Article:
Do we have any telephone enthusiasts out there who know about such things.

    Fred
     
  7. ilges71

    ilges71 Member

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    22
    Yes Fred, it is very likely a business front in Birmingham would have a factory behind it.
    The 18th centuary layout in Birmingham had a row of houses with "courts behind them. originally these were small dwellings around a courtyard. As time went on someone who had been running a home workshop would take on next door for more space and in some cases eventually the whole court would become workshop space. Of course in the early days it was all "out work" Even mid 20th centuary some Birmingham companies had dozens of one man operations doing on operation on a product before it was moved on to another building for the next process to be carried out, especially specialist trades. This is why so many companies could not compete with mass production.

    In some cases such as Atkins, we have pictorial evidence from their catalogue that their factory did take over a block of houses which must have been demolished.

    In fact with early tools we do tend to forget to our cost that "the manufacturer" was in fact putting work out to a series of seperate skilled workers and much work was by hand, so it amazing really that two early Victorian saws look the same with the same makers mark, parts of them were probably made by two different men on two different premises.

    Regarding the phone number, it does not have an exchange so we presume it is a Birmingham number. Quite early in 20th cent Birmingham had named exchanges, Aston, Sparkhill etc. Access to a business directory of the appropriate age may list the phone number? From memory I would have thought by 1920 the change to area names would have taken place, but I am afraid my available souces at the moment do not help.
     
  8. fred0325

    fred0325 Most Valued Member

    Messages:
    1,084
    Thank-you for the reply Graham,

    It is good to see you back (if indeed you ever left). If the number was pre-exchanges and pre 1920 -ish, that would about right for the dress of the two people in the photo.

    What I have just noticed is that there is "Stand 33" on the banner in the middle of the photo. Up until now I thought that the photo was of their shop front, but it looks like this layout was a stand at some exhibition or other. Would it have been a national one (in which case we may get a tentative date), or were there regular trade exhibitions by this time (in which case we will not).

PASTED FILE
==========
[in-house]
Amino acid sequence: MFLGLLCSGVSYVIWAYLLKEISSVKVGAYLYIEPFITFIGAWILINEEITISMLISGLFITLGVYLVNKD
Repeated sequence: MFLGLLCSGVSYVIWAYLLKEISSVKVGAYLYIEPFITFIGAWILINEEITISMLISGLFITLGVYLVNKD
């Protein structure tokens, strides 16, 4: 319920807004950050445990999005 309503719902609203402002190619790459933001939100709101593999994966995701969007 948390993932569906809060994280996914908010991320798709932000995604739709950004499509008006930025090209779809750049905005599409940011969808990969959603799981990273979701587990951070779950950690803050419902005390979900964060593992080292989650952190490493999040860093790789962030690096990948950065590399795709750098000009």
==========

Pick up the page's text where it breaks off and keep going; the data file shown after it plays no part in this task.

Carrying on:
I started this topic with a comment about Kings' and Queens' crowns. (The topic itself is currently on the second page of this site near the top). I would value your opinion on this as I am sure that styles of crowns for the monarchs will be everyday stuff to someone who knows about markings on stamps.

    Fred
     
  9. jossimbyr

    jossimbyr Member

    Messages:
    22
    Sorry to resurrect an old thread, but I played around a bit with Photoshop and was able to bring the etch into a little more detail. Since I was just doing simple dodges and burns, I obliterated part of the etching in spots, but it is still pretty legible. The center logo is definitely a cap of some sort.
     

    Attached Files:

  10. fred0325

    fred0325 Most Valued Member

    Messages:
    1,084
    There is no problem at all about resurrecting old topics if you can shed some light on them. And you have done with this one. My technophobia and technical incompetence precludes me from doing such things.

    As you say, it is definitely a cap, and by the looks of it more of a jockey's cap than anything else.

    So I am assuming that the implication is "We cover All"

    Thank-you for the effort.

    Fred
     
  11. jossimbyr

    jossimbyr Member

    Messages:
    22
    You're most welcome. Didn't take but a couple of minutes (hence the awful job! :D) So, if we are to assume that it's a jockey's cap, could there be more of a play on words? Is anyone up on their early-20th century British slang? I gave it a quick google and found that, at some point, jockey was slang for a prostitute's client. Not quite sure that would be applicable to this etch, but you never know. :p